Monthly Archives: March 2014

A curse

hope despairPeople who are visually impaired know what it is like to live in perpetual darkness. Only people who have suffered a mental disorder really understand the pain, the frustration, the feeling of utter loss, the stigma, the loneliness and sadness that mental illness brings to the patient as well as to his/her family.

The stigma evolves because people reject things that they do not understand.

As a mother of a son with a mental illness, I had to learn a lot about life; and I did. I learned to accept things that cannot be changed even though it took a long time. It taught me to respect people who respected me in return. It taught me to be more empathetic and most of all, living with schizophrenia taught me the value of drawing strength from within.

Let’s all give or help find employment for a person whose mental illness has been brought under control. Let’s try and understand any person suffering from any kind of mental illness. They are in pain and need all the support that they can muster.

despair 2

To the Doctors and Nurses from ‘Running Toward Happy’

flowers 3Reblogged from :

Running Toward Happy

   To all the Doctors and Nurses

My mother suffered from schizophrenia all of her adult life so consequently, I learned some things about doctors and nurses.  I do hope that they will take the advice I have for them.


1.  Do not play God with the mentally ill

2.  Do listen to the family members when they tell you their loved one is able to cope at a certain dosage of anti-psychotic medication.

3.  If our loved one is admitted into the hospital for a fall or surgery, make sure they stay on their anti-psychotic medications.

4.  If you go on vacation over a long weekend and decide not to be disturbed, please leave specific instructions for someone else on the staff regarding any mentally ill patients you  might have on the ward.

5.  Last but not least.  You are treating a person; someone’s  mother, father, son or daughter.  They need to be treated with respect.  Do not call the person with paranoid schizophrenia a “schiz”.  It is demeaning and heartbreaking to even contemplate that the medical community only sees the illness and not the patient.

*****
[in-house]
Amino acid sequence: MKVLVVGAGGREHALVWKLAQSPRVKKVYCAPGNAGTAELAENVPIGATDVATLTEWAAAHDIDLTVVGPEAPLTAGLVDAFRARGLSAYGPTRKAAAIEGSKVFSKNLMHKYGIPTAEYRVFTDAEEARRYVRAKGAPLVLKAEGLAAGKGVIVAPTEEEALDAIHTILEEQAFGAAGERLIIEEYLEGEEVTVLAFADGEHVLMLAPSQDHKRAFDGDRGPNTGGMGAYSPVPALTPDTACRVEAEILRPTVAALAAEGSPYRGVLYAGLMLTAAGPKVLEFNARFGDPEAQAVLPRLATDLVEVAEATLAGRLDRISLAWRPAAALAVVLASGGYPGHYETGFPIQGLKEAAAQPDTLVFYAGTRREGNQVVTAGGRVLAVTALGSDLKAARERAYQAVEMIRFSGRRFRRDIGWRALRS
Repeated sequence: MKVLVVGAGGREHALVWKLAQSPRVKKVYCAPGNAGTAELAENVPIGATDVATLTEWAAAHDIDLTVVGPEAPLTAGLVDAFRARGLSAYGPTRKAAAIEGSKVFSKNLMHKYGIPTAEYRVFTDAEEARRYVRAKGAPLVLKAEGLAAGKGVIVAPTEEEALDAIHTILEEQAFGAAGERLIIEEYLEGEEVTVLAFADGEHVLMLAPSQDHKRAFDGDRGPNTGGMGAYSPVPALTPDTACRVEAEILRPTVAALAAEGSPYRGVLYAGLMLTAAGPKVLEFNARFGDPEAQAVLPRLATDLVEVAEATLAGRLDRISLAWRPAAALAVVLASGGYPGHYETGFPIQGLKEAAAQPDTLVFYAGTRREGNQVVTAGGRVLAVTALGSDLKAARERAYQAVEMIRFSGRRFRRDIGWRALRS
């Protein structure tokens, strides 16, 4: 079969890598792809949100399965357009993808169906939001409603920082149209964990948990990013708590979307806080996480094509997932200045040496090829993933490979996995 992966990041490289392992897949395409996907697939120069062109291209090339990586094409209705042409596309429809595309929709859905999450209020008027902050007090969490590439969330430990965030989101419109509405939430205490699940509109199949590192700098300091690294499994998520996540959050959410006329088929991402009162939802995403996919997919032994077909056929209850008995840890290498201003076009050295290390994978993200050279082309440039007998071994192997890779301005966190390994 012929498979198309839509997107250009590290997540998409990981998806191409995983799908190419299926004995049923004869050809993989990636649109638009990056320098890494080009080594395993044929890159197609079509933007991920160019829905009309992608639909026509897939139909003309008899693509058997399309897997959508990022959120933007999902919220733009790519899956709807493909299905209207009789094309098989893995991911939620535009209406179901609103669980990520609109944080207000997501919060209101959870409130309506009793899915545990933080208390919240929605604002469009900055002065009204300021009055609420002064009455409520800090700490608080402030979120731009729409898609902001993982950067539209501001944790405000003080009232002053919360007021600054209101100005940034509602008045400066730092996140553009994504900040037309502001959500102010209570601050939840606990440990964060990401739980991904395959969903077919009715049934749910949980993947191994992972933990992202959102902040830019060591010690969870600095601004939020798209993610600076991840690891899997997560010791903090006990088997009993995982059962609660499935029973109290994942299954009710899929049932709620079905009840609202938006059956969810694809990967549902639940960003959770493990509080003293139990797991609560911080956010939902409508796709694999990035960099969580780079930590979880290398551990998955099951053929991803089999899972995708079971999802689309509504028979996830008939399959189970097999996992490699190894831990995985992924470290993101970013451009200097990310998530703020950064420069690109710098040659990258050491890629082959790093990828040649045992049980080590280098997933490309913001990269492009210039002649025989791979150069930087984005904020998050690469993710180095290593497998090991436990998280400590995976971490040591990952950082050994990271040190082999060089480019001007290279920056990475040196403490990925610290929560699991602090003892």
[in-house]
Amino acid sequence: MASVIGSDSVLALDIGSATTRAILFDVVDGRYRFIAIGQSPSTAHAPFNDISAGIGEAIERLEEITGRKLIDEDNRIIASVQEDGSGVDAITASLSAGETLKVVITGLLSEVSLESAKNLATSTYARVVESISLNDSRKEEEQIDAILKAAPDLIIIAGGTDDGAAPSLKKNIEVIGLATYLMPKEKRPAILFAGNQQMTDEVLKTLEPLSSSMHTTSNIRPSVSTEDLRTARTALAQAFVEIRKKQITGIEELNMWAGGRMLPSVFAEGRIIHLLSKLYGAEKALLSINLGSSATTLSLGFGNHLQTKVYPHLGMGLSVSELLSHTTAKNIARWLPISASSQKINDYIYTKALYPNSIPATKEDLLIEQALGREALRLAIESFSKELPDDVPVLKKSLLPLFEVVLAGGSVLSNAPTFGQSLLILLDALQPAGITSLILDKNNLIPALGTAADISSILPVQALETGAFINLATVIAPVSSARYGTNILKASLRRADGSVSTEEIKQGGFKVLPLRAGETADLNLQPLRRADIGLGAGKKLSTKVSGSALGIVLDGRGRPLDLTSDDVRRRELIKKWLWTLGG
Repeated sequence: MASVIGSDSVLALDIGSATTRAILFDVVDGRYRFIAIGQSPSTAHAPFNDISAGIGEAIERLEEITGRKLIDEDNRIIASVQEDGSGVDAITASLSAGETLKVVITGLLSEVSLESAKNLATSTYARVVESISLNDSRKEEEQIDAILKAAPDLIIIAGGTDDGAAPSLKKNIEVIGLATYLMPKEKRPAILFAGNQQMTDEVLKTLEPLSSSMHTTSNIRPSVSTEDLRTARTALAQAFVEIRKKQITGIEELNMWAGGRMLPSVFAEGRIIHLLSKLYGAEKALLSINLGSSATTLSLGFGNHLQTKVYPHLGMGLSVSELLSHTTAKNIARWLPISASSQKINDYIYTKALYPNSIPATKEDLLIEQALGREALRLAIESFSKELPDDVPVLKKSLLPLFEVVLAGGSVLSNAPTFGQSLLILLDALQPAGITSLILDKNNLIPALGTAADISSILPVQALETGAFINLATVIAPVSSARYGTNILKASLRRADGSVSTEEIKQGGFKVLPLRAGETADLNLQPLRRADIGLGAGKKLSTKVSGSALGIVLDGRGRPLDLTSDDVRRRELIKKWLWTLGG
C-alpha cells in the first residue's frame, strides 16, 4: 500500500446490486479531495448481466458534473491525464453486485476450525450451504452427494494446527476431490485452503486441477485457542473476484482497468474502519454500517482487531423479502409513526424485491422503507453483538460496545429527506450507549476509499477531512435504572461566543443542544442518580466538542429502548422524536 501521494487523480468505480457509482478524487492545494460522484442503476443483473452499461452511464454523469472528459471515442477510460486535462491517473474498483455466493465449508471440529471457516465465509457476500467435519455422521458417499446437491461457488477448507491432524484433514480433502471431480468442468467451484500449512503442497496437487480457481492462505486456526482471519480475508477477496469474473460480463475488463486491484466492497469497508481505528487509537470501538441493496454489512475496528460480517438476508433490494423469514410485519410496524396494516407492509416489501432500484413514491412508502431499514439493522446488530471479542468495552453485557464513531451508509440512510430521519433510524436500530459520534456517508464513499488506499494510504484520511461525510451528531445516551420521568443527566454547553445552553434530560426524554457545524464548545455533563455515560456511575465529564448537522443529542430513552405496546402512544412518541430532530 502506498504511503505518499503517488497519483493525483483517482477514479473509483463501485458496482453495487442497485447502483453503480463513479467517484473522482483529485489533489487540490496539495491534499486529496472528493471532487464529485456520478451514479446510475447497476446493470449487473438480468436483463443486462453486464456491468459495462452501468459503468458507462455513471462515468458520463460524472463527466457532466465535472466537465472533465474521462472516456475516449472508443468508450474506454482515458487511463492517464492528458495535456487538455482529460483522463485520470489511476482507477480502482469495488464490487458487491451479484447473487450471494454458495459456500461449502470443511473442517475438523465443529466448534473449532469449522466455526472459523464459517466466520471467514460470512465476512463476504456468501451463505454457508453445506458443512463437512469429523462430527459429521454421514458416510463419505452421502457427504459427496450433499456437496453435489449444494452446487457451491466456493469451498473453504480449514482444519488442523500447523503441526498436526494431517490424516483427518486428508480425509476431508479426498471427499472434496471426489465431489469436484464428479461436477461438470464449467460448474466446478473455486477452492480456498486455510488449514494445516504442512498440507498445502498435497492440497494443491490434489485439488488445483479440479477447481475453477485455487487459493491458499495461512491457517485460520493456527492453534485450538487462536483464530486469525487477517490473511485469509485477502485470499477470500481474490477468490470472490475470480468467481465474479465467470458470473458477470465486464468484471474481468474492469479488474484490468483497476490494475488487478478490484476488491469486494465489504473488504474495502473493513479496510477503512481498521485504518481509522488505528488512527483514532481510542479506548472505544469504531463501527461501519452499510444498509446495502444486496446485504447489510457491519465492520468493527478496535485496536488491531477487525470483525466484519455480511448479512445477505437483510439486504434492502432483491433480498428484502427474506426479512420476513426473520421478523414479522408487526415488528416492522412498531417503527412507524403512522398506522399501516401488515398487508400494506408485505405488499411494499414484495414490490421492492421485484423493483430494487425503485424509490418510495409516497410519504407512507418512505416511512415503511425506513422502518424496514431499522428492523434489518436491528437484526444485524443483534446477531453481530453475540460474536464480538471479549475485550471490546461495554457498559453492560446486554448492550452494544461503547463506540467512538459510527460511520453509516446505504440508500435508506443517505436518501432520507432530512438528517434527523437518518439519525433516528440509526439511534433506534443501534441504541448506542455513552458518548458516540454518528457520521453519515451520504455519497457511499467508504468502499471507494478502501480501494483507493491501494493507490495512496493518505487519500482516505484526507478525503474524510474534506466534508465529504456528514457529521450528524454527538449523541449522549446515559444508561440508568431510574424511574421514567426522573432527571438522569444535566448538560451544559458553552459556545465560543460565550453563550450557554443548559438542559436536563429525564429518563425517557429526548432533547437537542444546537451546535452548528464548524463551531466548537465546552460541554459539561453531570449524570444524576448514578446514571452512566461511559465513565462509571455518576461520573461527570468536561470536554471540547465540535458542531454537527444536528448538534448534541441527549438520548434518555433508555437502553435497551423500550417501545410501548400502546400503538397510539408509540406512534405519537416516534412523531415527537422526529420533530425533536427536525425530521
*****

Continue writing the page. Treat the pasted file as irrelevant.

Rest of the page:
1.  If the doctor leaves town for a vacation and the family tells you their loved one needs to be on their psych meds, call that doctor, raise hell, scream and shout like the family would do.

Because after a few days of MY mother being admitted to a hospital near Austin, Texas for a fall, things took a very bad turn.  When I realized my mother was not on her psych meds, I told the nursing staff who tried to call the doctor.  I don’t know what was going through their minds.  Maybe they had just seen a movie where a patient was overmedicated and a zombie and they assumed that’s what happens with a lot of patients.  My mother was somewhat calmer when I saw her in the hospital on the Friday before Memorial Day.  I looked the nurse in the eye and said, “You are going to have problems if she does not get her psych meds soon. Call the doctor.”

I returned two days later and could hear my mother screaming as I entered the hospital corridor.  I knew in an instant, the hospital staff had not given my mother her medication.  The nurses were running up and down the hall trying to calm my her.  When the nurse looked me in the eye and frantically asked, “What do you do when she’s like this??!!!”  My response to her was, “I don’t know what happens next because she has to go to the psych hospital when she gets this bad!” 

Oh, the unneeded stress.  Oh, the money spent because of a doctor  that either does not believe in the previous physician’s notes, or thinks he knows better. Oh the patients who suffer needlessly because they don’t have their proper medications…..and oh, how my heart goes out to the families who see this and realize they can do nothing about it.

Pray for a cure.  Pray for a grant and more research to be done in the area of mental illness.  Don’t give up.  Pray, wait and hope.